“We were travelling to this area for 10 days. Up to now we haven't had any food to eat. I'm still in pain,” Bilaay said. “The reason why the children are crying is because of hunger… I don’t have anything to give them.”

Droughts in Somalia are becoming more frequent and intense. Sixteen of the past 25 spring rainy seasons have seen below-average precipitation, in part due to the warming of sea temperatures in the western Pacific Ocean, according to Chris Funk, head of the Climate Hazards Center at the University of California, Santa Barbara.

Combined with periodic La Nina cooling in the eastern Pacific, this strengthens a circulation pattern in which warm, moist air rises and rains over Indonesia, then descends over Somalia to create a dry high-pressure system. There's a 70 percent chance this fall's rainy season will fail as well.

But while climate change sets the stage for catastrophe, “humanitarian disasters are made by humans,” Funk said.

“It's hard to get people to pay attention to sequential droughts,” he said. “There's a lot of inaction related to what's going on.”

While the US has donated more than $700 million, the UN's drought response plan to provide emergency food, water, medicine and cash transfers in Somalia is still hundreds of millions of dollars short. That forces international agencies to “take food from the hungry to feed the starving,” as World Food Program director David Beasley put it.

Preoccupied with the bloody war in Ukraine, major European donor countries like Germany have given only a fraction of the aid to Somalia that they gave last year, although the German foreign office said “further funding is being processed.” Italy, Somalia's former colonial ruler, has only donated about $500,000 to the response plan, according to the UN's financial tracking service, with €3 million approved for other emergency NGO work.

Abdirashid Omar Jambukila, project manager at Gedo Women Development Organisation in Dolow, has watched UN funding for his NGO dwindle. He compared Europe to an intensive care doctor who abandons an older patient, Somalia, to focus on a new patient, Ukraine.

“You have to continue supporting this one and find another support for the new patient,” he said.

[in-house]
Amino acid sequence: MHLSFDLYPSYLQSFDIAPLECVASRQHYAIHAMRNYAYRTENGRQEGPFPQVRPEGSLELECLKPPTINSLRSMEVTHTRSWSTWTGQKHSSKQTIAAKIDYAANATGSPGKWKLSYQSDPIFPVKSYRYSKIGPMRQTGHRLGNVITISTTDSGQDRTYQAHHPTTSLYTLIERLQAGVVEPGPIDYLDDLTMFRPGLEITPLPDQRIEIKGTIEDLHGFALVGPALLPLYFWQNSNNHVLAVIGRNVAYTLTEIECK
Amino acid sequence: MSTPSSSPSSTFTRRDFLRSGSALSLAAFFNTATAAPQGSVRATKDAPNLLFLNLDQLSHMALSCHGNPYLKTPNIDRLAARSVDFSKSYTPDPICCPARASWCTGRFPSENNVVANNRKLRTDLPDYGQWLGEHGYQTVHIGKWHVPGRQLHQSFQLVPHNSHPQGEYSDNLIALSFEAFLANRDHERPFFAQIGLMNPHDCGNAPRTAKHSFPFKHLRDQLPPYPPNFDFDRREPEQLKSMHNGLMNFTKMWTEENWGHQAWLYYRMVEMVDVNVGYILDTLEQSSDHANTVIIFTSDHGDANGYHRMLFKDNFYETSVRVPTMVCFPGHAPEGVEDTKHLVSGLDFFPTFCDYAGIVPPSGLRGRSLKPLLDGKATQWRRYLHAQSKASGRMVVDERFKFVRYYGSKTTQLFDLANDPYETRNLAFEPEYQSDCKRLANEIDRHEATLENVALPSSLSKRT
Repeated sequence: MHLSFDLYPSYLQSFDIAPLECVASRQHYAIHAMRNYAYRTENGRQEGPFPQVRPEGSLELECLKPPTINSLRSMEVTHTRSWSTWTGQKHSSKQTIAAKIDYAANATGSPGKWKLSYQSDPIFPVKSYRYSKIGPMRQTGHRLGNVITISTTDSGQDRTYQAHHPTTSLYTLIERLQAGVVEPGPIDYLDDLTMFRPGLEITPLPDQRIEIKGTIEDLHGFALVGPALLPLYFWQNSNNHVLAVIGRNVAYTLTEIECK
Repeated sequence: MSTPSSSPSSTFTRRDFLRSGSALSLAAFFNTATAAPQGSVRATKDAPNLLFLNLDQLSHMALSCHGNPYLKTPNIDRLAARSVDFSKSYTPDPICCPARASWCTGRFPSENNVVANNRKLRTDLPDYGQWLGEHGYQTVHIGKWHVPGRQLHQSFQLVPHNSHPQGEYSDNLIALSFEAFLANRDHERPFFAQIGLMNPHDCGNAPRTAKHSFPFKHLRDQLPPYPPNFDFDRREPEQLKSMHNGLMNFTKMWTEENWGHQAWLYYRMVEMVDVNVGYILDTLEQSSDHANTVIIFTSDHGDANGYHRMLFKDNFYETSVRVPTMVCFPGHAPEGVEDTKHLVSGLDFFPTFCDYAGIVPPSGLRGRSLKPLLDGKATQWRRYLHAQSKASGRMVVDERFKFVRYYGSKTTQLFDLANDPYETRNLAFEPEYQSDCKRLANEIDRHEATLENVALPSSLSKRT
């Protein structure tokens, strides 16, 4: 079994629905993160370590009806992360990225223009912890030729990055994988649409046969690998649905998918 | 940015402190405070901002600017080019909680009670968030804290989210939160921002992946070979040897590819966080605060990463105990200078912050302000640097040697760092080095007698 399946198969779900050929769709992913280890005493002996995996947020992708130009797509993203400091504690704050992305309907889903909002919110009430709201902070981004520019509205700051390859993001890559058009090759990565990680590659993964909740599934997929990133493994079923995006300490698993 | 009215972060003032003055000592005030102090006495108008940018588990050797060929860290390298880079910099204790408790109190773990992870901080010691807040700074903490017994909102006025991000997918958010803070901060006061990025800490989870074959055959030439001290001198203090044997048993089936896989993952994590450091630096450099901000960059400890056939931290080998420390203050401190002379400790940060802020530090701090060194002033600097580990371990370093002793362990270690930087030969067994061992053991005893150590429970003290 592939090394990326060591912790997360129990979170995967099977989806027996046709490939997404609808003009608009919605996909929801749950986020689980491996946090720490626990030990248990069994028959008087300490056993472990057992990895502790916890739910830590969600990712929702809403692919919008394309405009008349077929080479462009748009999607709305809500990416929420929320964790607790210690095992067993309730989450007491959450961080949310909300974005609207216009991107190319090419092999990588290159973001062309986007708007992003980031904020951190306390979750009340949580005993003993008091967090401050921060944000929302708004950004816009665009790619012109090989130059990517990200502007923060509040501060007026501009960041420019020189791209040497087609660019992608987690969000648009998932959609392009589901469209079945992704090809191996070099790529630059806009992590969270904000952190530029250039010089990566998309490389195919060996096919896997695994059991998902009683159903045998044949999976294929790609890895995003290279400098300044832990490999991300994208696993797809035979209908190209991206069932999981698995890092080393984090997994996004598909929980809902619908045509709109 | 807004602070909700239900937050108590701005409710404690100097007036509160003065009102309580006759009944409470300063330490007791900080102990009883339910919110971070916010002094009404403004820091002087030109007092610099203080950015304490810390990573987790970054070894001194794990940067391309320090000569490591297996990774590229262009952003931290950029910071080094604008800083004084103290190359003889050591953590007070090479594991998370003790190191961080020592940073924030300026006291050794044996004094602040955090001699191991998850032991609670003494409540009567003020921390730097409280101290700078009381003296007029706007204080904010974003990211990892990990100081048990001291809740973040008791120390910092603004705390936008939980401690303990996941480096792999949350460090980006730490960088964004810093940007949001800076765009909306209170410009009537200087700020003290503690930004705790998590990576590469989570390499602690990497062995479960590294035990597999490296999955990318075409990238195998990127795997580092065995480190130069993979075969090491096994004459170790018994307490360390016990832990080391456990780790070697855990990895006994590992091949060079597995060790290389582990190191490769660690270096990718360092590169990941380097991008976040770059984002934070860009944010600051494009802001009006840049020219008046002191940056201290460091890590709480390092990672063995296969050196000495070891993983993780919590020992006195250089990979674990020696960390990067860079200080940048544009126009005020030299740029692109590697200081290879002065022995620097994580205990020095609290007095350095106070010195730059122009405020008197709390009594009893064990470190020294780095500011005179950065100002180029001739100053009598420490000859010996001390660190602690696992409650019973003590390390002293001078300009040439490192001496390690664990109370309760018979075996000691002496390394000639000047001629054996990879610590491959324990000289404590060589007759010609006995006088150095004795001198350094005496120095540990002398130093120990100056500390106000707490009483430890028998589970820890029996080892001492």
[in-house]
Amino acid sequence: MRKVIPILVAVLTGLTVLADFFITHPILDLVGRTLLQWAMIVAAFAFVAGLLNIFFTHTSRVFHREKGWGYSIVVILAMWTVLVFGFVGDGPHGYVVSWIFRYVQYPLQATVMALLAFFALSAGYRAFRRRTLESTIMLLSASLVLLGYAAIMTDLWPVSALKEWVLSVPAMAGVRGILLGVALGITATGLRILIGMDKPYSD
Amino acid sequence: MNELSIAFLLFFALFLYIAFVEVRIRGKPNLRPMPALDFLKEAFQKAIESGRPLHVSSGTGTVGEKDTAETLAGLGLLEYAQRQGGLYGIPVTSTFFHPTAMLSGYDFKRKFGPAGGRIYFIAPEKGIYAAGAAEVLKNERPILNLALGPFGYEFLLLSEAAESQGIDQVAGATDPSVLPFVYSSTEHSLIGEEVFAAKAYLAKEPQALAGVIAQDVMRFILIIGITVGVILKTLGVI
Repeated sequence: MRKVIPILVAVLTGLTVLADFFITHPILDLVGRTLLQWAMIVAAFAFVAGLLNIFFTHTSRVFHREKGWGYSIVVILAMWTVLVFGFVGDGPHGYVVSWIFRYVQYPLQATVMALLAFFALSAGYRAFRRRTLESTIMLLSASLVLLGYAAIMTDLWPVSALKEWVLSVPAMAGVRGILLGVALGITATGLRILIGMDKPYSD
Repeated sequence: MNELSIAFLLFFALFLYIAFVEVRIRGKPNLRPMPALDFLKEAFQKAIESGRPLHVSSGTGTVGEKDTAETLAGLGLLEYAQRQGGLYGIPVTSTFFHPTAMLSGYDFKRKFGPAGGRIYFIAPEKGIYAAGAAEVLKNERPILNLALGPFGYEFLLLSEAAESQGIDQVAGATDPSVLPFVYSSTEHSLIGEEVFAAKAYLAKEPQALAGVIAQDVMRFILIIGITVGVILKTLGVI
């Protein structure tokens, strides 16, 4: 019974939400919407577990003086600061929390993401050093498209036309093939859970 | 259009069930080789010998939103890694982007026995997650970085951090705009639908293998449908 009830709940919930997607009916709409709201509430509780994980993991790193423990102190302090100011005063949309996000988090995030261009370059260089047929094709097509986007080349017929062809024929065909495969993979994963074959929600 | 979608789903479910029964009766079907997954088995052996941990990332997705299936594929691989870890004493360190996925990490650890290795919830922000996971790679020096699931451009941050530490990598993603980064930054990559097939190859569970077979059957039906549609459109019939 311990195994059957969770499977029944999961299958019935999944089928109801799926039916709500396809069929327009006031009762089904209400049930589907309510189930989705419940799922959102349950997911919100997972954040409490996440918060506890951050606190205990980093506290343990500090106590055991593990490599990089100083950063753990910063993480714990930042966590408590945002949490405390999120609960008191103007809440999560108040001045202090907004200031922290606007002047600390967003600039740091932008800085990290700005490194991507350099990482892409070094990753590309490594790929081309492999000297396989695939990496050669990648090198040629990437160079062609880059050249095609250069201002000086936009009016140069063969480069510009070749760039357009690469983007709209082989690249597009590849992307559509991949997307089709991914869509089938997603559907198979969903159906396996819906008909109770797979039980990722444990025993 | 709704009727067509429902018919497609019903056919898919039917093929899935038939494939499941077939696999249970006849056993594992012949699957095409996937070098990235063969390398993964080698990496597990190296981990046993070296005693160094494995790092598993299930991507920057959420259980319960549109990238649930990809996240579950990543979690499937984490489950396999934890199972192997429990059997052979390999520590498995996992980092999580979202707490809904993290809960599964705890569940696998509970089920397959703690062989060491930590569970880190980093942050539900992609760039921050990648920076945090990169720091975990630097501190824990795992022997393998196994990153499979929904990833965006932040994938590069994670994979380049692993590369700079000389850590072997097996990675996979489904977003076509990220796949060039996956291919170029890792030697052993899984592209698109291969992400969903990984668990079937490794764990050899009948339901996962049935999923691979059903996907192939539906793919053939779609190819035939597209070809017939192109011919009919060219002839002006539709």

Aid funding for climate disasters isn't charity.

Since the industrial revolution, North America and Europe have emitted an estimated 20 times more carbon dioxide than Africa, which is now heating up faster than the global average and suffering increasing droughts, floods, cyclones, wildfires and locust infestations. The most vulnerable continent, it's at the bottom of what David Wallace-Wells has called the "climate caste system." At least 700 people have died this year in unprecedented storms and flooding in Madagascar, Malawi, Mozambique, South Africa and Uganda.

High-income countries admitted they should be doing more to help low-income countries adapt to climate change way back in 2010, when they promised to give $100 billion a year to the newly created Green Climate Fund by 2020. They still haven't hit that target.

Somalia’s adaptation plan under the Paris climate accords requires $5.5 billion annually – almost five times more than all the humanitarian funding it’s been given this year.

African countries will demand more climate adaptation funding – and less red tape to obtain it – at the COP27 conference in Cairo, according to Abdirahman Abdishakur Warsame, Somalia's special envoy for drought response. Some in the global south want to go further and discuss compensation for climate change “loss and damage” at COP27, but wealthier nations have resisted making that a focus.

The US and Europe are being urged to invest more in long-term fixes. Expanding cash transfers via mobile phones could allow more people to remain on their farms rather than flee to aid camps. Drought-resistant crops, wells, dams and irrigation and vocational training could help prevent repeat disasters. And debt relief from international agencies and hedge funds could free up tens of billions for climate spending in Africa.

Otherwise, most of Somalia will become uninhabitable, Abdelmoula said, with average temperatures predicted to rise 3 to 4 degrees Celsius (5.4 to 7.2 degrees Fahrenheit) by 2080.

“This is Einstein's definition of insanity,” he said. “We have been dumping resources in Somalia and other similar situations for decades, and we've been expecting different results… These countries need to be helped to do proper climate adaptation.”

When VICE News returned to the Dolow aid camp the next day, Bilaay had managed to cobble together a tent of rags and branches for herself and her granddaughters. They still hadn't been given any food aid, though.

“There is no one standing over me yelling or pointing a gun at me,” she said. “But I am hungry. And the children are crying for lack of food to eat.”